INTERNATIONAL FOUNDATION FORCULTURAL PROPERTY PROTECTION
Reposted from the American Alliance of Museums (AAM)
In the midst of a pandemic that has brought an incredible amount of pain and suffering to so many of us, I know there’s a lot on your plate as a leader, and you are being pulled in multiple directions. However, it is critical that you realize we are witnessing, in real time, the tale of two Americas.
While every one of us is trying to stay safe and healthy, we’ve seen the disproportionate toll that COVID-19 has taken on communities of color, and specifically on the Black community. This has been coupled with a string of recent racist acts of violence, including murder, against Black people in the United States at the hands of white people and police. Ahmaud Arbery was hunted down, shot, and killed in Georgia; Breonna Taylor was shot in her bed in Kentucky; Christian Cooper was harassed in Central Park; and George Floyd was violently murdered by the force of a policeman while screaming that he could not breathe. In just the last few days, two names have been added to this list: Tony McDade and David McAtee. And these are only the incidents of harassment and death that have made the news. We know there are countless other incidents against people of color in this country daily that go unpublicized.
As we bear witness to protests across the country in the name of justice, equity, and our shared humanity, every person and organization must decide how to respond. Those of us with experience in the DEAI space often find ourselves working with leaders and organizations that describe themselves as committed to equity and inclusion, but regularly remain silent on timely issues that really matter. This inaction speaks volumes to how much further we have to go. It is time to truly recommit to DEAI and do better. Here are some steps you can take, as a museum leader, to do so.
Just as you might check in with a colleague after a family member passed, check in with people of color in your museum about how they’re doing. For many of us, the murder of any unarmed person of color can feel like it was our own, because we know that it could have just as easily been us, a brother, a father, a mother, a sister, or a friend. Consider this statistic: Black men have a 1 in 1,000 chance of being killed by police. That is shattering. For the Black community, every time an unarmed Black person is killed, it adds to a collective trauma that feels like watching yourself murdered repetitively on national television. You may not understand this phenomenon, but you need to accept it as valid and true.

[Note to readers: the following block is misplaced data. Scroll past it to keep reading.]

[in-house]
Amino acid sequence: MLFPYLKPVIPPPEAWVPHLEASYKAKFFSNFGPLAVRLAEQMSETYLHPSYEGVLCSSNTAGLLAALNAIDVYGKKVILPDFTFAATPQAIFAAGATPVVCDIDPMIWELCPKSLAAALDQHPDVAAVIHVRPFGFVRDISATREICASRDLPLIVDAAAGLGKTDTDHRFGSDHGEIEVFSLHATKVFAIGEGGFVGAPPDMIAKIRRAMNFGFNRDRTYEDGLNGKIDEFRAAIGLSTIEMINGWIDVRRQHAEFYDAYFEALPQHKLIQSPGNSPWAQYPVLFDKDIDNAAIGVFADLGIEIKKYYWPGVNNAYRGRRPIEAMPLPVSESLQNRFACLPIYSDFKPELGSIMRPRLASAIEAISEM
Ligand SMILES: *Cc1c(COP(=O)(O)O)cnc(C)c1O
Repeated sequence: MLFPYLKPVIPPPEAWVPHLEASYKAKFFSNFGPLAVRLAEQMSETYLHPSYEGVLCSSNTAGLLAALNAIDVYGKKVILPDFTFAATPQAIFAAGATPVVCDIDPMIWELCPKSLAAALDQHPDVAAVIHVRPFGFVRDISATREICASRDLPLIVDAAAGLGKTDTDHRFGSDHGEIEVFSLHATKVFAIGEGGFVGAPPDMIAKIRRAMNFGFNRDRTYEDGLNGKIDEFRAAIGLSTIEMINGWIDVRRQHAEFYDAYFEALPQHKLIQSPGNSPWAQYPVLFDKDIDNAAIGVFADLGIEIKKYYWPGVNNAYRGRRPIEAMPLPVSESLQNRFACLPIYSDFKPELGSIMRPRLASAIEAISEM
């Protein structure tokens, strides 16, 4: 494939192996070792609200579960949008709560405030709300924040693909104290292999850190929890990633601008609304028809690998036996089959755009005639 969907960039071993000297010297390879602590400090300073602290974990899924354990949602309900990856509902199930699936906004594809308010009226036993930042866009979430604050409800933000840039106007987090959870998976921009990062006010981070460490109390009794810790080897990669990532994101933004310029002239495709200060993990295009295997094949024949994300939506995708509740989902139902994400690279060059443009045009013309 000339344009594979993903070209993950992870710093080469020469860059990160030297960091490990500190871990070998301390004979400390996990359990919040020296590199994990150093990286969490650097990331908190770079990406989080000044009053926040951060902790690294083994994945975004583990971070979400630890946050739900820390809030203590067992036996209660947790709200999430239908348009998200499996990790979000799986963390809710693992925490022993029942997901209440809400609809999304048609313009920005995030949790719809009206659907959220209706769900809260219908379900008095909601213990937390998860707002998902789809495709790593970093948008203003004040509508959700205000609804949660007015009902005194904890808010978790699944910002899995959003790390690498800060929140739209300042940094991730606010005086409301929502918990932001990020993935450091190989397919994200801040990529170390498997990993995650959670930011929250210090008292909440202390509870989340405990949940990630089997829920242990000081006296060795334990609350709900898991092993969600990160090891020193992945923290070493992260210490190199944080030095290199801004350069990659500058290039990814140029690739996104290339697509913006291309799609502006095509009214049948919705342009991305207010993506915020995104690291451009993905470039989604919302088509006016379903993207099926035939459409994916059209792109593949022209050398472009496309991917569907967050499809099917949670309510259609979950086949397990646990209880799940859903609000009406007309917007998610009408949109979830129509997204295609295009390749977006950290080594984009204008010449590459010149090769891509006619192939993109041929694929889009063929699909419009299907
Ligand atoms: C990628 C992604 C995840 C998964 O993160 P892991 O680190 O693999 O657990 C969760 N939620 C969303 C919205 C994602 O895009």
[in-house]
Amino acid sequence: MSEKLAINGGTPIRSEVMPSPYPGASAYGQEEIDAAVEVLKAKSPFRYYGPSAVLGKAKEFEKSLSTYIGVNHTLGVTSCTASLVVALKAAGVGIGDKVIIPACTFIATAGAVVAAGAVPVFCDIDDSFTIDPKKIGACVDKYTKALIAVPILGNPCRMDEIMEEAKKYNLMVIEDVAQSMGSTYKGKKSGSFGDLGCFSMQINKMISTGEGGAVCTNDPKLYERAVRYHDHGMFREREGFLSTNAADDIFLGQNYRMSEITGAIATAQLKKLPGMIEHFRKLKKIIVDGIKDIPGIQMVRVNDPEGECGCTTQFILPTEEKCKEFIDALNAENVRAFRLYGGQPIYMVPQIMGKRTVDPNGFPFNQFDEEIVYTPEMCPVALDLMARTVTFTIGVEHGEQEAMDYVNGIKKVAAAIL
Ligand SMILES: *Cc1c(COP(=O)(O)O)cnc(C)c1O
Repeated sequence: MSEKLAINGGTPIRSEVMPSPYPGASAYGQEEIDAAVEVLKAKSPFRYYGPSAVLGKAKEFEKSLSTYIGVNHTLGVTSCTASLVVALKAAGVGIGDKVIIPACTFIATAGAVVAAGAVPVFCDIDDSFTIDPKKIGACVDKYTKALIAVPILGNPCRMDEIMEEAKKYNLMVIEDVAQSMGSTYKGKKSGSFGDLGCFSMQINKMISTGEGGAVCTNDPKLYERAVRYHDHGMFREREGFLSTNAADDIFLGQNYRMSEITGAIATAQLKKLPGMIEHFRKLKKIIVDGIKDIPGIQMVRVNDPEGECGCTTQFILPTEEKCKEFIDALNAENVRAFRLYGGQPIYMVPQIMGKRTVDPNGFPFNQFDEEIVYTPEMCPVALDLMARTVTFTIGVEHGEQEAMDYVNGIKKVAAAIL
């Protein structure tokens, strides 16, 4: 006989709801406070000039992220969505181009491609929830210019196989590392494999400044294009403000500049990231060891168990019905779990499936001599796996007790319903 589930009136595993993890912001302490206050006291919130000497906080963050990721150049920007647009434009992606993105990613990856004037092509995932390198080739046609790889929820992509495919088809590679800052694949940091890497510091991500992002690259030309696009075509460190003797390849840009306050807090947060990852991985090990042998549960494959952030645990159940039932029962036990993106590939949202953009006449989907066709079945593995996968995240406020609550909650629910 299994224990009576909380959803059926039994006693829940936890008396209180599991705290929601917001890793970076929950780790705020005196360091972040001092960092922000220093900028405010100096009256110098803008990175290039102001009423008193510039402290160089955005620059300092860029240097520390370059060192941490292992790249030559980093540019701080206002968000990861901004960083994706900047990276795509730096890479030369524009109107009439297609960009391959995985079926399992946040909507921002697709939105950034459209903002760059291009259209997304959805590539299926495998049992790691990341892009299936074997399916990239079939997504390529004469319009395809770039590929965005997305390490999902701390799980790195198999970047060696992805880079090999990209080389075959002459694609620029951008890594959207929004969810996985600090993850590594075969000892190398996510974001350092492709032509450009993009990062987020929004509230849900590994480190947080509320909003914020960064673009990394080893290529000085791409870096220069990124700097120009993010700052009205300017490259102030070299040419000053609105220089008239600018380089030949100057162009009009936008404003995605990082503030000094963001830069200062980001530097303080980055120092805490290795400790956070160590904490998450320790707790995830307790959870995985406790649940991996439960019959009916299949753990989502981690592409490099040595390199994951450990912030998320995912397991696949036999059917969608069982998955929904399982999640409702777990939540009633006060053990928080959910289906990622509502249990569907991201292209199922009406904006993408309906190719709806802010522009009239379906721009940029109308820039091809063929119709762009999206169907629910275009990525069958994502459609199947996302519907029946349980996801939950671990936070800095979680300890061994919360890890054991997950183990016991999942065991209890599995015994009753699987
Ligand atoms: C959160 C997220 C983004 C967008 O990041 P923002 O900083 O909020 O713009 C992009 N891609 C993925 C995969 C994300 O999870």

I’ve heard from numerous people of color who work in museums and nonprofits with a stated commitment to centering equity and unlearning white supremacy culture, yet hear nothing from leadership, or even colleagues, when these tragedies occur. This is distressing. DEAI work cannot be sustained without supportive, authentic work relationships.
Acting like nothing is happening is putting your comfort over our humanity. Here are a few ways you can check in with your staff:
Beyond just checking in about how people feel, you should start a conversation about what they need. This can vary from person to person: your employees are not impacted by events in the same way. Black people are dying from the pandemic at a higher rate because of pre-existing conditions, lack of health insurance, a lack of access to proper care, and because social distancing is a privilege that people experiencing homelessness cannot afford. Now, in this devastating time, this reality is compounded with the fact that Black people are also dying because white police are harassing and killing them while jogging, bird watching, or enjoying other basic public rights.
A few days ago, I was on seven Zoom meetings, four of which included white folks and three which were attended only by people of color. The former meetings did not even mention current events, while each of the latter included check-ins to ask how we were all doing, share our thoughts and emotions, and show support for each other as best we could. The stark contrast between these meetings really shook me. I implore you: take the time to check in with your staff members of color. We are filled with pain, rage, sadness, and many combinations of these and other emotions. Checking in to learn about what we’re experiencing and what we need is not a big ask.
Like other organizations, museums often make public statements when they are being impacted by timely events, such as the current pandemic. The recent tragic murders of Ahmaud Arbery, Breonna Taylor, Tony McDade, David McAtee, and George Floyd may be a perfect example of when a museum might consider a public statement about their commitment to equity. I understand, however, that may not be your case. As a museum leader, I know you have multiple responsibilities, multiple constituencies, and multiple points of view that you need to take into account when making decisions about public statements.